A Student Speaks for “all the Violas of the world”

A Student Speaks for “all the Violas of the world”
Cathy Eaton's students
Prof. Cathy Eaton, me, and a few of her former Intro to Literature students. They’re also writers themselves.

Students and teachers have shared with me some of the essays written in response to reading The Good Braider. One student, Steven Kidder, wrote an essay about PTSD. It was both well researched and also deeply personal, and his personal response added power to the facts about PTSD. In Viola he saw a person experiencing flashbacks to terror during the war in Juba in the same way his brother-in-law experienced flashbacks. His brother-in-law had returned home from two tours in Afghanistan. Steven writes that his brother-in-law “avoids large crowds of people, because it causes him to feel anxious and uncomfortable. He immediately feels he is at risk in those situations, so he avoids them at all costs. This occurs for Viola when Jamal runs off and is picked up by a couple of men. As opposed to thinking that they are going to simply return him she thinks they are going to attack her like the soldiers did…Even after she recognizes one of them as her classmate Andrew, she can’t escape that feeling of impending terror …” Steven wrote the essay for Cathy’s Eaton’s Introduction to Literature class. Prof. Eaton’s assignments seem to honor both her students’ life experiences (she explains that a number of her students are veterans themselves) and their diversity of cultures. Steven taught me new facets of the struggle with PTSD. He ends his essay with a call to action: “Though there are preliminary studies being done to see the effectiveness of interpersonal psychotherapy and mindfulness in coping with PTSD, there’s still a lot of work to do. We must work together to make sure these stories are heard and that all the Violas in the world know that they and their stories are very important.” Thank you, Steven.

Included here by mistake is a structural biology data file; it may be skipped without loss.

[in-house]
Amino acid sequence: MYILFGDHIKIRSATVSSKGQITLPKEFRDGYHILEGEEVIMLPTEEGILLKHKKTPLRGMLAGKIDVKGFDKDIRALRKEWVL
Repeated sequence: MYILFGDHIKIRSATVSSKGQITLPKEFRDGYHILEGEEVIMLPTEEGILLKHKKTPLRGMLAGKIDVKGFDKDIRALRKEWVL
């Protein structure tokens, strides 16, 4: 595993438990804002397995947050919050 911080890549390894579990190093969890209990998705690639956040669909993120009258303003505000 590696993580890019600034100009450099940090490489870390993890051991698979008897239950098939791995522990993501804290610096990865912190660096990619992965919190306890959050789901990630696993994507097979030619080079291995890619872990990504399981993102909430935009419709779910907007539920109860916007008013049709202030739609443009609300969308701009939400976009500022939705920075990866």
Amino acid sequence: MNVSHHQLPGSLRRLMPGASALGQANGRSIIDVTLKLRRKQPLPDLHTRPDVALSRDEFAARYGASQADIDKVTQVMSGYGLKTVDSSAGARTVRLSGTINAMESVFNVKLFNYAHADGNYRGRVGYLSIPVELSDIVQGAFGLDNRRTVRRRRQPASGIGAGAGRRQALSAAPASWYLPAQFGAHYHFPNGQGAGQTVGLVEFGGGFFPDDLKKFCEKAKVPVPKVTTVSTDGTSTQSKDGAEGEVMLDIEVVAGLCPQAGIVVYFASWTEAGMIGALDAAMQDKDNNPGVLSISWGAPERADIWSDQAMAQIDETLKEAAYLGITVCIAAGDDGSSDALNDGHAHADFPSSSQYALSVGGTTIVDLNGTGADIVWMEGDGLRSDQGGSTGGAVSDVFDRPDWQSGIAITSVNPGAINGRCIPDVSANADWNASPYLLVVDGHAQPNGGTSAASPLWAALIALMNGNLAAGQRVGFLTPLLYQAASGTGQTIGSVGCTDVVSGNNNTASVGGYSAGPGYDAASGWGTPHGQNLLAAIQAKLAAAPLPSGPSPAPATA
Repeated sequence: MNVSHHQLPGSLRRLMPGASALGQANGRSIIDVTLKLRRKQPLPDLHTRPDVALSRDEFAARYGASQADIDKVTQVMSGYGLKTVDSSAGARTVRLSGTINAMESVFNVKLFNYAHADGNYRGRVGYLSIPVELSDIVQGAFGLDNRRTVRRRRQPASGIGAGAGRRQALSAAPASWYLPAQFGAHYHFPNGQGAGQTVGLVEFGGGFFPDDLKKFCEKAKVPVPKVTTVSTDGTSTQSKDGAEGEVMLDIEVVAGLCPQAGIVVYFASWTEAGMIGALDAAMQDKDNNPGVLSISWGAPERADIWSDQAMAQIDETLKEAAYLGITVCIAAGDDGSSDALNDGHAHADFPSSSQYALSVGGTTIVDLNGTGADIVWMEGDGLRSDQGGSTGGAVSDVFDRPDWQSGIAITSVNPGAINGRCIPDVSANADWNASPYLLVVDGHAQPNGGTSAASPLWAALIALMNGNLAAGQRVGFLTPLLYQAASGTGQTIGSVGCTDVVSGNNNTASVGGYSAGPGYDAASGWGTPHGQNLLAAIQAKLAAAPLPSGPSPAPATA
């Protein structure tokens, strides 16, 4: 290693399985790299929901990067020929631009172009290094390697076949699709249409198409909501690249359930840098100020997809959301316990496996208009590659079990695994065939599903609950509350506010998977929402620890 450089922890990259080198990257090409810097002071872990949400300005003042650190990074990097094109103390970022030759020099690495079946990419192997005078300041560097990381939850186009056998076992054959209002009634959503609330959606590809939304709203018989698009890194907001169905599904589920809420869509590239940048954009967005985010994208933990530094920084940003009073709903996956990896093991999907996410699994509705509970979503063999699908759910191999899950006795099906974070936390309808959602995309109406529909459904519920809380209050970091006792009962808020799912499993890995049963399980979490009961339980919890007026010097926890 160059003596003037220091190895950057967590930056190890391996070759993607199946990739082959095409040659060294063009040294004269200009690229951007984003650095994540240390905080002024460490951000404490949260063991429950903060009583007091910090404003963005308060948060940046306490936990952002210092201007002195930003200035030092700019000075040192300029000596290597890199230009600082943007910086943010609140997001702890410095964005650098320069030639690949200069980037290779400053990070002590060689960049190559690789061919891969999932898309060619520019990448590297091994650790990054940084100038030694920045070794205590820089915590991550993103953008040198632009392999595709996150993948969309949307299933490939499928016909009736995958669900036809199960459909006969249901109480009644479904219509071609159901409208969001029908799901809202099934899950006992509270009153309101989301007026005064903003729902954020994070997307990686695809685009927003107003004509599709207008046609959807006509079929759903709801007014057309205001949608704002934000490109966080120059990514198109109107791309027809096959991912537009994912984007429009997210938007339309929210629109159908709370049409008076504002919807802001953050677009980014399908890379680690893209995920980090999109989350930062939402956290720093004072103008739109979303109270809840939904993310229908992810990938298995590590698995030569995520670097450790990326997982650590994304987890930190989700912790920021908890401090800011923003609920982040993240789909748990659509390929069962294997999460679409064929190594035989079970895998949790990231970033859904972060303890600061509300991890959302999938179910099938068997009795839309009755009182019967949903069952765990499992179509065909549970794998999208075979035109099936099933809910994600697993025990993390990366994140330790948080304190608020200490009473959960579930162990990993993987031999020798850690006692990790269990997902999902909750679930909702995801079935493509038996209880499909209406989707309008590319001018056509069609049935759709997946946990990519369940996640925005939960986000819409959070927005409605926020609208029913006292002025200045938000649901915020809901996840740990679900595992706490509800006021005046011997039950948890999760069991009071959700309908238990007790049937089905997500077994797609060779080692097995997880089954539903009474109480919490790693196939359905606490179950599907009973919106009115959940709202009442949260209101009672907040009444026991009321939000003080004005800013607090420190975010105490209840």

Journey to Kathmandu, Nepal

Journey to Kathmandu, Nepal

Many have asked about a best way to help the people of Nepal. I met teachers with World Education Nepal during my visit there in early April. They are setting up “child friendly places” for earthquake survivors. These are places for “children to continue learning while they wait for schools to reopen.” They welcome donations and have a link on their page. https://www.facebook.com/worlded

For a short story of my journey to Nepal in photos please click on  Nepal Slide show  I am not certain of the earthquake damage in many of the places I visited.  Shirley Blair at the school for Himalayan Children (SMD Boarding School) near Boudha Temple is Kathmandu reports that students and staff are safe.  I hope to hear back from others soon.  Among the photos is a picture of women eating at a Saturday festival at the Swayambhunath Temple, also called the Monkey Temple. I heard today that although the temple is severely damaged,  people still gather to honor the holy days.
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